Devastating multiple-launch rocket systems, heavy flamethrowers and advanced anti-tank missiles are among new weapons Armenia will buy from Russia soon with a $200 million Russian loan, it emerged on Thursday.
The Russian government posted on one of its websites a copy of the loan agreement that was signed by the two sides in Yerevan in June last year. The Armenian and Russian parliaments ratified it later in 2015.
Armenian officials have until now declined to specify the Russian weapons to be purchased with the relatively low-interest loan repayable in 13 years. They have said only that the Armenian army does not have most of them in its current arsenal.
The publicized agreement carries a long list of defense items which Yerevan will be able to purchase from Russian manufacturers by the end of 2017. But it does not specify their quantities.
The heaviest weapon on that list is the Smerch multi-launch rocket system with a firing range of up to 90 kilometers. One of the most destructive weapons of its kind in the world, it can fire 12 300-milimeter rockets in less than a minute.
The Armenia military reportedly acquired in 2011 six Chinese-made AR1A systems that have many technological similarities with Smerch. Both rocket launchers are designed to attack concentrations of troops, command centers and important ground targets.
Iraq -- A Russian-made multiple rocket launcher known as the TOS-1A fires during training at a military camp in Baghdad October 14, 2014.
The publicized list also includes TOS-1A heavy flamethrower systems that can fire up to 24 incendiary or thermobaric rockets in a single salvo. With a 6-kilometer range, the rockets are meant to destroy defense fortifications, enemy personnel, armored vehicles and transport.
Russia reportedly sold 18 Smerch launchers and as many TOS-1A flamethrowers to Azerbaijan in accordance with defense contracts signed in 2009-2010.
The Russian-Azerbaijani arms deals worth more than $4 billion have raised serious concerns in Armenia. Some Armenian politicians and commentators have accused Moscow of undercutting its main regional ally. The Russian arms loan might have been aimed at placating the Armenians.
The agreement on its disbursement coincided with dramatic street protests in Yerevan against a rise in electricity price engineered by Armenia’s Russian-owner national electric utility. The so-called “Electric Yerevan” movement raised Russian fears of yet another Western-backed another “color revolution” in the former Soviet Union. The funding for fresh Russian arms supplies to Yerevan was therefore construed by some observers as an attempt to bolster the Armenian government.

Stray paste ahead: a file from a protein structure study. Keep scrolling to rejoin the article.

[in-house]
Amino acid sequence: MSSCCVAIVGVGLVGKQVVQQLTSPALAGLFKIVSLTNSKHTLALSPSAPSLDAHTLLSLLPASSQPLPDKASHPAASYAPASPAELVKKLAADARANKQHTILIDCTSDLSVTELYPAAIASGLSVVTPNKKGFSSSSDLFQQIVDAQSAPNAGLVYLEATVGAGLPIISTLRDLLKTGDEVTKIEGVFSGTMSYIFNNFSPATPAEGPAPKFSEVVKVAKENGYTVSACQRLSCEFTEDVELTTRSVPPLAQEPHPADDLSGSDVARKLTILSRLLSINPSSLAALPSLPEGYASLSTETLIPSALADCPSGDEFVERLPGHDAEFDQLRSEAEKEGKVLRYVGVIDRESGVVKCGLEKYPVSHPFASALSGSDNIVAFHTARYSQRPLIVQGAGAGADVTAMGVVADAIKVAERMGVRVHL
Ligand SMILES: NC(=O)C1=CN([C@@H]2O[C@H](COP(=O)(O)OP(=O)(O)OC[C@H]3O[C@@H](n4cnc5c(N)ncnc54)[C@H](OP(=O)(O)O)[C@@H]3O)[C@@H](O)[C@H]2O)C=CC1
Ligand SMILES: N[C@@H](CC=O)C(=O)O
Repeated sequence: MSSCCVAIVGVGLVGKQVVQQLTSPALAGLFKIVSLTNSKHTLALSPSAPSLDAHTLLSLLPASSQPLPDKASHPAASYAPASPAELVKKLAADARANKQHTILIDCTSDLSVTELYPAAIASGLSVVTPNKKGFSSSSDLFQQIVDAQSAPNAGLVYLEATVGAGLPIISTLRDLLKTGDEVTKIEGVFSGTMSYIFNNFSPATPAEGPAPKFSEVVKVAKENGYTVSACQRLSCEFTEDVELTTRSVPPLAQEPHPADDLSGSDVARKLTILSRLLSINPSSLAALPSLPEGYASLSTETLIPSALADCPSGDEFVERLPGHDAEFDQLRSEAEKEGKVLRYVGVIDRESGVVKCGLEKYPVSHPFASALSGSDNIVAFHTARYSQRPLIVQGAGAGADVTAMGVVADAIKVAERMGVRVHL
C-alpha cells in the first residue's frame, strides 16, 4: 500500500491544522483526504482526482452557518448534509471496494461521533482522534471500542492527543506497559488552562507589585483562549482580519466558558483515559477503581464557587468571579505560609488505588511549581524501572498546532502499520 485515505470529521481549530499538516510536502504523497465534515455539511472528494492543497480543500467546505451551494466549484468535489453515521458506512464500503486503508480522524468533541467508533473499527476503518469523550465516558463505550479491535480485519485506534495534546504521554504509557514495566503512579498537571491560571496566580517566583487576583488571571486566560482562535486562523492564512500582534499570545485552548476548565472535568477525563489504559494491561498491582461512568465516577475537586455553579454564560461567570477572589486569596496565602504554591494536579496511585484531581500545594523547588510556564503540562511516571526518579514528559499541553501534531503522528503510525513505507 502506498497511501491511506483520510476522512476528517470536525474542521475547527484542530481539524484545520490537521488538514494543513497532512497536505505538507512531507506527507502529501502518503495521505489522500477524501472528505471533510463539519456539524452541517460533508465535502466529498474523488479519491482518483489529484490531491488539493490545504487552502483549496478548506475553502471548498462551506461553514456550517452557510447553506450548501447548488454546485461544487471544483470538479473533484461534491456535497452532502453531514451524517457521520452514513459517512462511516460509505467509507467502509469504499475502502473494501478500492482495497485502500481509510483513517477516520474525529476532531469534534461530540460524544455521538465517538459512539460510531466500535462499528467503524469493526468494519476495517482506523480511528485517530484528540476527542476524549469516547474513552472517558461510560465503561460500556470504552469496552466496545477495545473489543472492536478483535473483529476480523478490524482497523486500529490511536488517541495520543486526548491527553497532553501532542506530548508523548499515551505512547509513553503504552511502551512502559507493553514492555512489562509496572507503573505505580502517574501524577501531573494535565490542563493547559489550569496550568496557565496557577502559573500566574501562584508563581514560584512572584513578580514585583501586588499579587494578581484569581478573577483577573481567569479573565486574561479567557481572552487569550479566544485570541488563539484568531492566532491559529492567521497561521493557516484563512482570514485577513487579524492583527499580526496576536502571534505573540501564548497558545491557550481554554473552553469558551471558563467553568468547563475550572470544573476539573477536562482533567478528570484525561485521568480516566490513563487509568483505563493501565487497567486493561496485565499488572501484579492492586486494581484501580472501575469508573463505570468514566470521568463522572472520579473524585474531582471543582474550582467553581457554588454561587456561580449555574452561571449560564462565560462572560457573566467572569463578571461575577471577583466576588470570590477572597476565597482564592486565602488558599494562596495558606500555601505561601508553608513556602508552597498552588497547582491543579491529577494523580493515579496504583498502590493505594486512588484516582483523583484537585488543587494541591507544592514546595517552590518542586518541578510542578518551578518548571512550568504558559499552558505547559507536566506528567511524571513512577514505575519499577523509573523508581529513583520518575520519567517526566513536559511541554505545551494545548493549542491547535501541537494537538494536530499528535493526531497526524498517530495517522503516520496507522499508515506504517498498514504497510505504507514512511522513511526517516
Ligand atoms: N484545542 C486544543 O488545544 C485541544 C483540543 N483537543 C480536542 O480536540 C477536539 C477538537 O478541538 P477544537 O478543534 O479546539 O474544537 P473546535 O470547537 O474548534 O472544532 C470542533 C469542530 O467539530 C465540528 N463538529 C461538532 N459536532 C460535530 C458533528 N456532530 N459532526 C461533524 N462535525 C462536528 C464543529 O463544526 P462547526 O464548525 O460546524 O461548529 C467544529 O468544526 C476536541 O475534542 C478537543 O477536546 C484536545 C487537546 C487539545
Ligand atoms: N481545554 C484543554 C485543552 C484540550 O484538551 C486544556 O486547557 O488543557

An annex to the 2015 Russian-Armenian agreement revealed on Thursday says that the Armenian government will also spend the $200 million loan on buying Russian-made anti-tank weapons, shoulder-fired surface-to-air missiles, demining and communication equipment, armored personnel carriers and heavy military trucks.
The anti-tank systems include 9M133 guided missiles that first went into service with the Russian army in the late 1990s.The 135-milimeter rockets can supposedly destroy tanks within a 4-kilometer range.
Citing another Russian-Armenian accord signed in 2013, Armenian military official stress that Yerevan can now buy brand new weapons at domestic Russian prices that are well below international market-based levels. The 2015 loan agreement makes a reference to that deal.
The military alliance with Russia has already enabled Armenia to receive many Russian weapons at discount prices or even free of charged over the past two decades. That has put it in a position to fully or partly offset Azerbaijan’s massive military buildup fueled by oil revenues. Ohanian thanked Moscow for its “huge” military assistance when he met with Russian Defense Minister Sergey Shoygu in Moscow in December.
A Russian-Armenian intergovernmental commission on bilateral “military-technical cooperation” most probably discussed the fresh arms deliveries to be financed by the Russian loan when it met in Yerevan late last month. Few details of the four-day meeting were made public.